Worker's compensation claim form with penEarlier in the summer, the National Council on Compensation Insurance (NCCI) announced a proposed 19.6% workers’ compensation rate increase, which had many Florida community associations concerned as they considered what this could mean for their labor costs.
The proposed increase came after two recent Florida Supreme Court rulings. This past April, in the case of Castellanos v. Next Door Company, the Florida Supreme Court declared that placing a limit on attorneys’ fees in workers’ compensations cases was unconstitutional. Then in June, in the case of Westphal v. City of St. Petersburg, the Florida Supreme Court deemed the 104-week cap on temporary total disability benefits unconstitutional as well, and reinstated the 260-week limitation that was in effect before the law changed in 1994.
On Tuesday, September 27th, Florida’s Office of Insurance Regulation (OIR) did not approve NCCI’s original filing for a 19.6% increase, claiming that that much of an increase was just not justified. They did, however, say that NCCI could submit a revised filing that would increase workers’ compensation rates by 14.5%. The order is contingent on NCCI revising its original filing by Tuesday, October 4th to incorporate the changes regulators requested.
While the new proposed increase is slightly lower than expected, it still constitutes a substantial cost increase for all businesses. This will ultimately lead to higher employment costs that may, in turn, lead to higher costs for services.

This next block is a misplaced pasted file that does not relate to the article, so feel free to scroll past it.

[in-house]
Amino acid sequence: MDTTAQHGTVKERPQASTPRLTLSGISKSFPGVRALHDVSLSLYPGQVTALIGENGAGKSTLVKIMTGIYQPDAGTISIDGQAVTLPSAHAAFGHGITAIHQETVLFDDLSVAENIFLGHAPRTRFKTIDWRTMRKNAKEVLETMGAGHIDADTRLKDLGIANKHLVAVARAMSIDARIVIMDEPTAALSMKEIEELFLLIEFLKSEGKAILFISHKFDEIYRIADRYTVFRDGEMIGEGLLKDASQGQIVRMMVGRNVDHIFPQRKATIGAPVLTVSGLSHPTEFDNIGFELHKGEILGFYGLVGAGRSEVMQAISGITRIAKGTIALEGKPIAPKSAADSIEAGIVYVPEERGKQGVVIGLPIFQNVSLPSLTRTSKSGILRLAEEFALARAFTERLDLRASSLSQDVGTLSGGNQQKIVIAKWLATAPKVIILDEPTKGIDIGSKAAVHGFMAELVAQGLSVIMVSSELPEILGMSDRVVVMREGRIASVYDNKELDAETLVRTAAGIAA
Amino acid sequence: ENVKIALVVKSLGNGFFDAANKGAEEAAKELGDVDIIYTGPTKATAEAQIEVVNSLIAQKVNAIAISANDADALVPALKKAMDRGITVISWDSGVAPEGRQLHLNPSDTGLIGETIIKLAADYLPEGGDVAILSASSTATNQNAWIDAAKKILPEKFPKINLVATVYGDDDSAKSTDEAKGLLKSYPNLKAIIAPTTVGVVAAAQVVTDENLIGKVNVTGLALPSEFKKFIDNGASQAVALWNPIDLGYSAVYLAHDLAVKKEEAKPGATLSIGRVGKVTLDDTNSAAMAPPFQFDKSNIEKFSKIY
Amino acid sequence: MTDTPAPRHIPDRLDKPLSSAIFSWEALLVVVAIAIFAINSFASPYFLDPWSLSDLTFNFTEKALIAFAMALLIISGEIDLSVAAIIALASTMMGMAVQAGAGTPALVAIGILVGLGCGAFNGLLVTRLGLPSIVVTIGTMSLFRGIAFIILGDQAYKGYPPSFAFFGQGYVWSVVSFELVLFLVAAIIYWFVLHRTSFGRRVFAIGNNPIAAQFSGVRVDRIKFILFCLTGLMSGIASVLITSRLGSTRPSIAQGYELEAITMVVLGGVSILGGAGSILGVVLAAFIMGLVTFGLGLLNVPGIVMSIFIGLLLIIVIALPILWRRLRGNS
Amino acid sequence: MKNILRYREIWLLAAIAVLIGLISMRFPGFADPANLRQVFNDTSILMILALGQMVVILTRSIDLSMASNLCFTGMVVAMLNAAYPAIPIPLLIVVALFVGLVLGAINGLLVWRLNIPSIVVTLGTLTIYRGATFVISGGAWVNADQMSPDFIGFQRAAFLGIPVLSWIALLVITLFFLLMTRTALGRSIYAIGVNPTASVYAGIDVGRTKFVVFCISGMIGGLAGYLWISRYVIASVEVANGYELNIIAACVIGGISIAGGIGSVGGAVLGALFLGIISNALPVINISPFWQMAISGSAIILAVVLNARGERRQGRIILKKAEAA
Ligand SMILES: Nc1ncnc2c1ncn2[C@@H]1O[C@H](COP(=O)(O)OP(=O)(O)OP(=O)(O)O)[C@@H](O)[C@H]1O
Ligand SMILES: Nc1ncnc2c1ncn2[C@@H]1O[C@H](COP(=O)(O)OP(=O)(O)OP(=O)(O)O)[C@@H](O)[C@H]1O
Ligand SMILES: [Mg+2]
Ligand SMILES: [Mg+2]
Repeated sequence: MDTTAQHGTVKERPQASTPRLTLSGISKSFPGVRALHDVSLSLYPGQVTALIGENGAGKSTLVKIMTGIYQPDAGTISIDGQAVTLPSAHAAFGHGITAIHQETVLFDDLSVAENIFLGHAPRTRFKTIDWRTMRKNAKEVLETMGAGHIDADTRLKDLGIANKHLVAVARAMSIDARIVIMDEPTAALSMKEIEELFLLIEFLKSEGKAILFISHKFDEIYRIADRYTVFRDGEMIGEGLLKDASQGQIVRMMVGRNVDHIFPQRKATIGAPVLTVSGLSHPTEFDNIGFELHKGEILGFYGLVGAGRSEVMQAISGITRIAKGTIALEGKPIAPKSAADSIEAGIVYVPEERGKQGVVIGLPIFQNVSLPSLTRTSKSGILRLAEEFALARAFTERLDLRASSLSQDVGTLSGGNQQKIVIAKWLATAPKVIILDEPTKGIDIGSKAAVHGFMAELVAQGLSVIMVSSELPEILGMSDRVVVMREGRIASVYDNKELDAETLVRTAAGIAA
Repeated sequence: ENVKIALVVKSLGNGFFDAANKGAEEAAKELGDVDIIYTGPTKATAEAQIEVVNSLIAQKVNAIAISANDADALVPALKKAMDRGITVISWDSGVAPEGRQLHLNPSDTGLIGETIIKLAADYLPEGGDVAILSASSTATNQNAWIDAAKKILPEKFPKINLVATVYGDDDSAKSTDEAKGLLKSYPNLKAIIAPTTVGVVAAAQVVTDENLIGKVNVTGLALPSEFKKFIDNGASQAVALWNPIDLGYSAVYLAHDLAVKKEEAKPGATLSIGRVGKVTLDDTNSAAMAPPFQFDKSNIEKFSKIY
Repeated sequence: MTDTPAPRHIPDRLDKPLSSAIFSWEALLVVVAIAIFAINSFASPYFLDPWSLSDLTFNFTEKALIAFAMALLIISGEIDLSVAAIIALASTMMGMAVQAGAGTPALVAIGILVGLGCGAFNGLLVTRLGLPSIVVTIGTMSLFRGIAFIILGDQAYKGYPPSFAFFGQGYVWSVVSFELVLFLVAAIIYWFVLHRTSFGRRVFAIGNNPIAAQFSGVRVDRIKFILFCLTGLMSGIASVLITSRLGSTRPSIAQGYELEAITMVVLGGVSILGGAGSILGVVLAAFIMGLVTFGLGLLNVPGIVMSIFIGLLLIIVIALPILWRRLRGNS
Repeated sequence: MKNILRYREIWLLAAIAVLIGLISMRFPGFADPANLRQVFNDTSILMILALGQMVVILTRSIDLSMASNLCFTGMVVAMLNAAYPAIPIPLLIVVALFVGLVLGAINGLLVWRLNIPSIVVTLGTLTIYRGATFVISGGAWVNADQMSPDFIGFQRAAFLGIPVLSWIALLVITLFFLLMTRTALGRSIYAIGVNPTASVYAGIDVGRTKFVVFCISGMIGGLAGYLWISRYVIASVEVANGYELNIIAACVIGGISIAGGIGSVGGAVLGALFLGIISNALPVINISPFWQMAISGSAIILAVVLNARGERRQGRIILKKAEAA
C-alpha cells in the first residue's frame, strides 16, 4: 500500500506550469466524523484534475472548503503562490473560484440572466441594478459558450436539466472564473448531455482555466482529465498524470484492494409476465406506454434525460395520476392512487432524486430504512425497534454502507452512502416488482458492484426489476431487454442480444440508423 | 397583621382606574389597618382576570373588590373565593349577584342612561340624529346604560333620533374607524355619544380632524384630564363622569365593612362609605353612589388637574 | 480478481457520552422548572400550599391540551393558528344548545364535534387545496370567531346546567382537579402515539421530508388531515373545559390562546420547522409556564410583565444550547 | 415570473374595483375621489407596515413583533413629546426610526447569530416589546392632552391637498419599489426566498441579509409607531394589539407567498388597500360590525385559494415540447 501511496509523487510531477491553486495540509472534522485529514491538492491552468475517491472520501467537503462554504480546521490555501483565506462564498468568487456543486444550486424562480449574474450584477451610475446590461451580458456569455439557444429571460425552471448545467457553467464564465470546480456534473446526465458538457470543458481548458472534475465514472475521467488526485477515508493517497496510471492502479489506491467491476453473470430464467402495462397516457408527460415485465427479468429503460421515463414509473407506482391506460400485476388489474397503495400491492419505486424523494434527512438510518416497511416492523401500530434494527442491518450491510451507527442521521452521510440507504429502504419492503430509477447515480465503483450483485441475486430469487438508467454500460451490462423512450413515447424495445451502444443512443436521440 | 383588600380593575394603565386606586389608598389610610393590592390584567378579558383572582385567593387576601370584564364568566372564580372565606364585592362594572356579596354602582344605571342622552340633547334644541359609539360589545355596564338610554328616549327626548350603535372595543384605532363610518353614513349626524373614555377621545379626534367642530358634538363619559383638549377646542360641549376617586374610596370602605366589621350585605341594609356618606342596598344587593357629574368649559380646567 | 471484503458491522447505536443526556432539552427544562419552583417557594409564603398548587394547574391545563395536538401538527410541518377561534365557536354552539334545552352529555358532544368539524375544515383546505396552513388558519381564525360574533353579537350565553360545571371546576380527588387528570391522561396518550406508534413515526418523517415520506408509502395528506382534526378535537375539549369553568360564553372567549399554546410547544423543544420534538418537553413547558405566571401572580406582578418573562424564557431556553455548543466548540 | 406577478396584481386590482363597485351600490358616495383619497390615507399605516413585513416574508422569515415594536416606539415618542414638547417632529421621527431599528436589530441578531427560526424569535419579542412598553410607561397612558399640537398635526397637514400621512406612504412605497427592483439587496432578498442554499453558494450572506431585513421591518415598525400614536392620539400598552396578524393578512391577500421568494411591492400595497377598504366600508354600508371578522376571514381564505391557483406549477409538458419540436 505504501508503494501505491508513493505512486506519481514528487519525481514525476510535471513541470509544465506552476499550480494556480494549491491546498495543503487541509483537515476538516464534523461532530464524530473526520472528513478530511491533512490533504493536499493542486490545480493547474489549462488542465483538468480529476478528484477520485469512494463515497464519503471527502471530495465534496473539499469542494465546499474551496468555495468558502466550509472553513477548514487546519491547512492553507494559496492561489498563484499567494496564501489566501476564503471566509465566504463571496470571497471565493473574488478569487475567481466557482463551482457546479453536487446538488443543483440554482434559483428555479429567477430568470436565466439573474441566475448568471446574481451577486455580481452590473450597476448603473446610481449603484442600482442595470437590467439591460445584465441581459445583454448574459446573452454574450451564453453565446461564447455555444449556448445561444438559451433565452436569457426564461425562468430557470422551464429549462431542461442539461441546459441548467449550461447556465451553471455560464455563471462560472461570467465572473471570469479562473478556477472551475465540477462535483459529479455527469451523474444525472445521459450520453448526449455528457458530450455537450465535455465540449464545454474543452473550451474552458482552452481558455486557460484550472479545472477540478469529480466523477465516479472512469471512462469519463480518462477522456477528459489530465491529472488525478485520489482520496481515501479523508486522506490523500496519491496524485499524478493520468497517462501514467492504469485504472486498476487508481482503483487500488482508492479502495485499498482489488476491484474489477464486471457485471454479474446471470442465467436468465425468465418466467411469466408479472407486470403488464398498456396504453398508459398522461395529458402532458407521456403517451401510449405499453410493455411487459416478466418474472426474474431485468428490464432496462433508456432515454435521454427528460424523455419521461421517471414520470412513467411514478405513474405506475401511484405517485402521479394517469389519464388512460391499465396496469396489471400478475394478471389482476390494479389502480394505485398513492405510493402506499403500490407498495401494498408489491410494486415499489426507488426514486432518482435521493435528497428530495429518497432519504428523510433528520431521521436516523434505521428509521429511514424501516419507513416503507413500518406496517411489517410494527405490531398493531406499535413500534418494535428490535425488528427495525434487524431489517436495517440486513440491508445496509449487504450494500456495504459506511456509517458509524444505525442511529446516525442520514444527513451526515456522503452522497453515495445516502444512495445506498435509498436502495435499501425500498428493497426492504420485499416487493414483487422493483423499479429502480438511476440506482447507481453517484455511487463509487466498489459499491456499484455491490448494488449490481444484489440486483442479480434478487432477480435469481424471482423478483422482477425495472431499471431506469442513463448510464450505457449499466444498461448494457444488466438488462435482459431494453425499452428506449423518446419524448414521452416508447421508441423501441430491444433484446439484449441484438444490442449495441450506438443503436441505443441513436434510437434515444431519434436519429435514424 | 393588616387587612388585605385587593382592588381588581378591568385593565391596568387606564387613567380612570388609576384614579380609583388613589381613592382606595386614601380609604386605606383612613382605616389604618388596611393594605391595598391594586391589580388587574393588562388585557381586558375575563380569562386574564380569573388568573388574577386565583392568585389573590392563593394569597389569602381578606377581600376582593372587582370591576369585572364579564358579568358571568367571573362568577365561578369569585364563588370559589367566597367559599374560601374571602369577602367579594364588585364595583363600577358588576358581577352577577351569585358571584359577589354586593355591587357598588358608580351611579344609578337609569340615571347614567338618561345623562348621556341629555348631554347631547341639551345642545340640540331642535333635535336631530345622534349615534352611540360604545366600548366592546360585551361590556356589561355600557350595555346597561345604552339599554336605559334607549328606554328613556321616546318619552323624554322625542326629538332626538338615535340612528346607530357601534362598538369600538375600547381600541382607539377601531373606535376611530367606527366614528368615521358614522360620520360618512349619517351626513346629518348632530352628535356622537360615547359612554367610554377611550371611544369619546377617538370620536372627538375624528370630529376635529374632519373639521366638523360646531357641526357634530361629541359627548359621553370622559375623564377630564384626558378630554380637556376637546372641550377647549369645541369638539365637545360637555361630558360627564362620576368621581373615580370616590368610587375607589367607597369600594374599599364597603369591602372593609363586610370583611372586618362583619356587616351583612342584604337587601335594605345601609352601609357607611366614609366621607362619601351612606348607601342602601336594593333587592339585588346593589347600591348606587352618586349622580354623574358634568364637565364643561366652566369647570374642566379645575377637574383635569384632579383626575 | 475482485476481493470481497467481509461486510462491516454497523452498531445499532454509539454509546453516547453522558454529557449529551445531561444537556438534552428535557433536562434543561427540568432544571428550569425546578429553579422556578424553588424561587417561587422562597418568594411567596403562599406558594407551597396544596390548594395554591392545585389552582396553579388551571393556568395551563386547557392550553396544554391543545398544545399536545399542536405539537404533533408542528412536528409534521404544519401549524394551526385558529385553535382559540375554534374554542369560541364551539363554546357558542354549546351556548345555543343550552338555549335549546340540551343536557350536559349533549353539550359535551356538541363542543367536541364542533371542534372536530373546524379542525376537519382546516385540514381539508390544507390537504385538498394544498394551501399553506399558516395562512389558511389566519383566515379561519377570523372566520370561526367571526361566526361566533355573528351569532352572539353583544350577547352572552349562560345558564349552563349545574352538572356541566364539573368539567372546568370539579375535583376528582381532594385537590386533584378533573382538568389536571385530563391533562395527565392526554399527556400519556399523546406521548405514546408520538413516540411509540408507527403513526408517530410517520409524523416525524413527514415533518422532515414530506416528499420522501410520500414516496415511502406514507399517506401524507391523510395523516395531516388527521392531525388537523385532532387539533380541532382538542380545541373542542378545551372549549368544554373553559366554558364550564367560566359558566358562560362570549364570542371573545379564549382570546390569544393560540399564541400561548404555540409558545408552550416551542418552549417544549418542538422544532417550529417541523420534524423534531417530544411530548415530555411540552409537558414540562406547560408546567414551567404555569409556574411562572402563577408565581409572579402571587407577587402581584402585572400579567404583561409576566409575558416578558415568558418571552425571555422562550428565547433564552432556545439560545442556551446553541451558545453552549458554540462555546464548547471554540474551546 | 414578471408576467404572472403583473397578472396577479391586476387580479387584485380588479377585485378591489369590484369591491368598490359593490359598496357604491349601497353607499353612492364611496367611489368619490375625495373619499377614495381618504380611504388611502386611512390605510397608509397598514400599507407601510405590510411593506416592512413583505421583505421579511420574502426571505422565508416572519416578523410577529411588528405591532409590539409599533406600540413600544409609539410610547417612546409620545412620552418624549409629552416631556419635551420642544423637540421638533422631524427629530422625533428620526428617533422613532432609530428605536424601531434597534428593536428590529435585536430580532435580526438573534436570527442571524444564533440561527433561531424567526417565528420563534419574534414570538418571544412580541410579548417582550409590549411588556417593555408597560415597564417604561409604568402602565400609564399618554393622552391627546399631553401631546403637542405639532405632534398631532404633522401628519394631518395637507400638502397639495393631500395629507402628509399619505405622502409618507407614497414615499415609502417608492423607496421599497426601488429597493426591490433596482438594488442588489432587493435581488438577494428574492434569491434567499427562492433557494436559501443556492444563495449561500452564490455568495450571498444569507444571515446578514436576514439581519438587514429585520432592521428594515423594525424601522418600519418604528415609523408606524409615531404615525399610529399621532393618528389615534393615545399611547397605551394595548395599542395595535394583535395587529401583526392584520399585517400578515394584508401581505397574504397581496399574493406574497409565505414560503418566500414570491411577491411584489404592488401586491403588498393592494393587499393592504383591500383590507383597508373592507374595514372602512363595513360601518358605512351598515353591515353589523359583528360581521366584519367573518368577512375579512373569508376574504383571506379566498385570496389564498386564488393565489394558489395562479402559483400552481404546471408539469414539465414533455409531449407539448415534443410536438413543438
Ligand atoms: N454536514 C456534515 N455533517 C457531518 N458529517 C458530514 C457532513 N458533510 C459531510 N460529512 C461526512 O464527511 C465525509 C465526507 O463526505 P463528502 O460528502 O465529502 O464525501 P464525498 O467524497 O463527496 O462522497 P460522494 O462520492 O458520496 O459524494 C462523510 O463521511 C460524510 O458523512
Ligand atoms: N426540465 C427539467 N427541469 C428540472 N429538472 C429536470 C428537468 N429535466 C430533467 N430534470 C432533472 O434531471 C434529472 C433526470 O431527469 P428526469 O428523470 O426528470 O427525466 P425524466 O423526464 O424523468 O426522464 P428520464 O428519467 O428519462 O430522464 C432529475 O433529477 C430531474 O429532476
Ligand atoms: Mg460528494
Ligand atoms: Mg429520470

The 14.5% increase would take effect on December 1st and apply to new and renewed policies. The OIR said the increase would not affect what they term “in-force” policies, meaning many businesses will not see the increase until their workers’ compensation policies are up for renewal.
The impact of the rate increase to community associations could be significant. Even if associations do not have immediate plans to grow their team, it is estimated that the current labor rate for maintenance and housekeeping associates could increase by 0.75%, while the labor rate for professional and administrative associates could increase by 0.15%. And it is very likely that the impact will be felt immediately. Associations would be wise to take these increases into account when determining their 2017 budgets.
For more information on this timely topic and how it may affect your association, contact FirstService Residential, North America’s community association management leader.
Friday September 30, 2016